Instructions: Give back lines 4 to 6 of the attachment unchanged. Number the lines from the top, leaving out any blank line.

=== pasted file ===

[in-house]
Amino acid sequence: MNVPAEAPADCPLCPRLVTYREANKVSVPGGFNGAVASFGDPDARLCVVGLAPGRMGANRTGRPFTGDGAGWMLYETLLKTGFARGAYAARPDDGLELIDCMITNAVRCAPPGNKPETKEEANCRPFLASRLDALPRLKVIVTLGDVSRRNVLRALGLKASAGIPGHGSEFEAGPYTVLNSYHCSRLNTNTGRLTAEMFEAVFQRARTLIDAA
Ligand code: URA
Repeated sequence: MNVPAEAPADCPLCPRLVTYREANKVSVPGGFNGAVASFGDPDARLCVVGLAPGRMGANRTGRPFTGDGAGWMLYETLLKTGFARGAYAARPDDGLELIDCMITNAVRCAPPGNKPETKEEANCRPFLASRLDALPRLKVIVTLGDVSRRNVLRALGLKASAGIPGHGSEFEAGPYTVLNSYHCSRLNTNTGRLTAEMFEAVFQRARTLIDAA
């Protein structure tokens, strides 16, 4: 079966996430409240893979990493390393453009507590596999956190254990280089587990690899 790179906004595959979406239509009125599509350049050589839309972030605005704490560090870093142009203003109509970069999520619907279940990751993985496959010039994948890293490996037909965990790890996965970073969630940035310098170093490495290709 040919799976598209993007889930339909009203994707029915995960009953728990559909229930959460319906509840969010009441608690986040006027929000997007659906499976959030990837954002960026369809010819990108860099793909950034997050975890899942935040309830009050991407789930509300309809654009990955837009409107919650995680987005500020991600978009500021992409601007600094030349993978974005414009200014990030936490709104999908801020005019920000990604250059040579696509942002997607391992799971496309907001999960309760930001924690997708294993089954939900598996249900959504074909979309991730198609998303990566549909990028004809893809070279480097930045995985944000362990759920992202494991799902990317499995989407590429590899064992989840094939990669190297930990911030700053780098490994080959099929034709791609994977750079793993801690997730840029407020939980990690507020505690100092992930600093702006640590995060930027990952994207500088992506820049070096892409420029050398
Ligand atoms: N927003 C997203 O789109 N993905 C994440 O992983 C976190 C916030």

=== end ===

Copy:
Repeated sequence: MNVPAEAPADCPLCPRLVTYREANKVSVPGGFNGAVASFGDPDARLCVVGLAPGRMGANRTGRPFTGDGAGWMLYETLLKTGFARGAYAARPDDGLELIDCMITNAVRCAPPGNKPETKEEANCRPFLASRLDALPRLKVIVTLGDVSRRNVLRALGLKASAGIPGHGSEFEAGPYTVLNSYHCSRLNTNTGRLTAEMFEAVFQRARTLIDAA
């Protein structure tokens, strides 16, 4: 079966996430409240893979990493390393453009507590596999956190254990280089587990690899 790179906004595959979406239509009125599509350049050589839309972030605005704490560090870093142009203003109509970069999520619907279940990751993985496959010039994948890293490996037909965990790890996965970073969630940035310098170093490495290709 040919799976598209993007889930339909009203994707029915995960009953728990559909229930959460319906509840969010009441608690986040006027929000997007659906499976959030990837954002960026369809010819990108860099793909950034997050975890899942935040309830009050991407789930509300309809654009990955837009409107919650995680987005500020991600978009500021992409601007600094030349993978974005414009200014990030936490709104999908801020005019920000990604250059040579696509942002997607391992799971496309907001999960309760930001924690997708294993089954939900598996249900959504074909979309991730198609998303990566549909990028004809893809070279480097930045995985944000362990759920992202494991799902990317499995989407590429590899064992989840094939990669190297930990911030700053780098490994080959099929034709791609994977750079793993801690997730840029407020939980990690507020505690100092992930600093702006640590995060930027990952994207500088992506820049070096892409420029050398
Ligand atoms: N927003 C997203 O789109 N993905 C994440 O992983 C976190 C916030």